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Montezuma oropendola, Gymnostinops montezuma, = Psarocolius montezuma, New World tropical...

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Caption: Montezuma oropendola, Gymnostinops montezuma, = Psarocolius montezuma, New World tropical bird, builds pendulous nests, nests cluster in colonies of 140 or more, most bizarre feature is its song, unforgettable song of wheezing, gurgling & popping sounds; Rancho Naturalista, mid elevation montane Caribbean Rainforest, 3000 feet elevation, Costa Rica, Central America, OropendulaM3047zs.tif
Location: Rancho Naturalista
Copyright: © Ann & Rob Simpson / www.snphotos.com
Agent: www.agpix.com/snphotos
Release Available: © Fees for one time use unless negotiated otherwise
AGPix ID: AGPix_RoAnSi18_1377
Photo Alignment: 35mm (horizontal)
Comments: © Ann & Rob Simpson - Simpson's Nature Photography, 1932 E Refuge Church Rd., Stephens City, VA 22655 Ph & Fax 540 869 2051 - AnnRobSimpson@snphotos.com - www.agpix.com/snphotos

Each catalog image is legally protected by U.S. & International copyright laws and may NOT be used for reproduction in any manner without the explicit authorization of the respective copyright holders.
Ann & Rob Simpson
1932 E Refuge Church Rd.
Stephens City VA 22655-9607

Phone:
540 869-2051

Fax:
540 869-2051

Email:
annrobsimpson@snphotos.com

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www.snphotos.com

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Chinchero weavers, unique boarder technique called ñawi awapa, Luraypu, doble cara, Chinchero lliklla, traditional blankets, indigo blue, cochineal red, and ch'ilka green. Luraypu, Natural Dyes used by Chinchinero weavers: Chilca , Baccharis latifolia Family: Asteraceae, green dye. Chillca in Quechua, Chilca, chilca black, white chilca; ch'illka in Quechua; Chilean romerillo; flowers from a bush called Qolle to make a golden yellow; copper sulfate from above Accha Alta to add to the flowers to make green; shapy, a vine from the jungle just over the mountain beyond Accha Alta, for pink; cochineal, the insect which feeds on cactus, for purple; and citric acid and alum to bump the cochineal dye solution to red. Kiko (flowers), Bidens andicola, Yellows; Qaqa Sunka, "beard lichen", Usnea barbata a lichen with Usnic acid; Dark blues; Indigo, Indigo suffruticosa; Purple Corn, purple dye; Chinchero, Andes Mountains; Chinchero or Chincheros, Chinchero or Chincheros has Inca ruins and a well-conserved medieval Spanish look. The town is one of the most beautiful ones in the Cuzco area. Chinchero is not in the Sacred Valley, but is close to it. The height from sea level of this town is 3762 m in the Andes Mountains so it is even higher than Cusco. There are Inca walls and old colonial Roman-Catholic churches. Some house walls are partly of Inca origin. The Inca influence makes Chincheros streets resemble Cuzco. Lots of traditional culture including the famous Chinchero weavers. Chinchero was the 'birthplace of the rainbow.' Located 45 minutes outside of Cusco on the high plain Pampa de Anta, Chinchero looks out on stunning views where rainbows frequently arch across potato fields during the rainy season. The colours of the rainbow can also be found throughout Chinchero textiles. The 40 adult weavers and 40 children of the community weaving association are masters in the textile art. Chinchero weavers traditionally weave in the doble cara, or two sided warp-faced, technique. Beginning in the 20th century weavers began to learn ley, or single-sided supplementary warp technique, as well as new designs from other communities. Today Chinchero weavers only create traditional textiles in the traditional techniques and designs of Chinchero, while they will utilize a variety of designs and techniques for other types of textiles. Chinchero lliklla, or traditional blankets, have a wide section of blue, red and/or green plain weave and symmetrical sections of designs. When natural indigo dye disappeared in the 20th century, many weavers chose to weave the traditionally blue plain weave section in black. For this reason, many Chinchero blankets from the early to mid 20th century have black plain weave rather than blue. Today the weavers of Chinchero have recovered natural dying and once more weave their plain-weave section in indigo blue, cochineal red, and ch'ilka green. Luraypu is the main design of the community and figures in the center of design strips with smaller designs to either side. Chinchero weavers are particularly proud of their unique boarder technique called ñawi awapa which is simultaneous woven and sewn onto the edges of textiles. In this technique the weft of the border weaving is also the thread used to sew the border onto the textile. (from weavers website); Peru, South America, Peru41094r.TIF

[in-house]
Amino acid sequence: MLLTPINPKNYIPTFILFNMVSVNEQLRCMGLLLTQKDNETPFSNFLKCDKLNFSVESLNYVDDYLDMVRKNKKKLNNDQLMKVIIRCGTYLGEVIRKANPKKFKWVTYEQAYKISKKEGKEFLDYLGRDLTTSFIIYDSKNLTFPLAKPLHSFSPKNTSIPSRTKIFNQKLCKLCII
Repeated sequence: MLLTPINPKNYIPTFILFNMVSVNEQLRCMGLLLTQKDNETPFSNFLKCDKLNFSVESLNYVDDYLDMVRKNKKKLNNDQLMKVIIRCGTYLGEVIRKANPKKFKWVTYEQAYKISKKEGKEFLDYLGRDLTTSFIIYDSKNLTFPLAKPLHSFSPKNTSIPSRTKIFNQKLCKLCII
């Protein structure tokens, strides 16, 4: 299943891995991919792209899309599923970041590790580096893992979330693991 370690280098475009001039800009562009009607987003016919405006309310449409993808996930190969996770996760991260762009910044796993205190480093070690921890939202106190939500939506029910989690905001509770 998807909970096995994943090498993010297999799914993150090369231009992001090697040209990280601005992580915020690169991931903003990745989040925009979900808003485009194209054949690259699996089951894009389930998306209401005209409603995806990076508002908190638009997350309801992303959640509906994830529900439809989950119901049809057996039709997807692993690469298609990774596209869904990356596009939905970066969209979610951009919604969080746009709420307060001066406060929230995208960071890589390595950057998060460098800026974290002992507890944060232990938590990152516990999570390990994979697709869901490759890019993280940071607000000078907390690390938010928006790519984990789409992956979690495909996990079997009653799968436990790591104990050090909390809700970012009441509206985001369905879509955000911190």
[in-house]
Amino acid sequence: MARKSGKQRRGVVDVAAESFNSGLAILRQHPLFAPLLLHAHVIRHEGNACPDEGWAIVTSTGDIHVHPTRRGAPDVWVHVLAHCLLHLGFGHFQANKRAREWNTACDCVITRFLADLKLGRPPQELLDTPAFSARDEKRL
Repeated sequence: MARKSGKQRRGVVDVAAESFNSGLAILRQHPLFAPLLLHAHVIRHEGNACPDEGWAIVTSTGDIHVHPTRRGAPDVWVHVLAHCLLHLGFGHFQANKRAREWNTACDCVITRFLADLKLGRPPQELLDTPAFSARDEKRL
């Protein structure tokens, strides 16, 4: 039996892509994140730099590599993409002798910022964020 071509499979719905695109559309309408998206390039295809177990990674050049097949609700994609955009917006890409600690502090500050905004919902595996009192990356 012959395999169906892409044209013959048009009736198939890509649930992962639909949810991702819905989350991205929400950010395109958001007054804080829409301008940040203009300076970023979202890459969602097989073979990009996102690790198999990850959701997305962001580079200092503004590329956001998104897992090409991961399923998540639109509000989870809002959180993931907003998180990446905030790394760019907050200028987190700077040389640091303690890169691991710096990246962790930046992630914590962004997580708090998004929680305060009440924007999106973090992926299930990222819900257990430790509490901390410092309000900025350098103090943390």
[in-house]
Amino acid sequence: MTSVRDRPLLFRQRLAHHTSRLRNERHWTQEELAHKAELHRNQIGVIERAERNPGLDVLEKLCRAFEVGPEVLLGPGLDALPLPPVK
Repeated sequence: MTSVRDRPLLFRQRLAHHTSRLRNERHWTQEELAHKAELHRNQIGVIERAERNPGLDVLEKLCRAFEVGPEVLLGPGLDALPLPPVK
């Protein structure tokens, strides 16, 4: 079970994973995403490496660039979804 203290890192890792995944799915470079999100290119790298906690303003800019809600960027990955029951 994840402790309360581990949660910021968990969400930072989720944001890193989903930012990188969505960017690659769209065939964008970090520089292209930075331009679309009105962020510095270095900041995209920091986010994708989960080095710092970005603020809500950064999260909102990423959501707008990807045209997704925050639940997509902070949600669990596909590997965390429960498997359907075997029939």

© Ann & Rob Simpson
Channeled Whelk, Busycotypus canaliculatus, egg case, previously known as Busycon canaliculatum, is a very large predatory sea snail, a marine prosobranch gastropod, a busycon whelk, belonging to the family Melongenidae, Assateague Island National Seashore, Chincoteague National Wildlife Refuge, Virginia, Maryland, Chincoteague, Delmarva Peninsula, Eastern Shore, Chincoteague Island, Chincoteague Is., USA, his species is endemic to the eastern coast of the United States, from Cape Cod, Massachusetts to northern Florida. It has also been introduced into San Francisco Bay. The shell aperture is located on the right side, i.e. the shell of this species is almost always dextral in coiling. Left-handed or sinistral specimens occur rarely. Channeled whelks prefer sandy, shallow, intertidal or subtidal areas, and can be common in these habitats. They tend to be nocturnal and are known to eat clams. It is an edible mollusc. Assateague003194_AnnRobSimpson.tif
© Ann & Rob Simpson / www.snphotos.com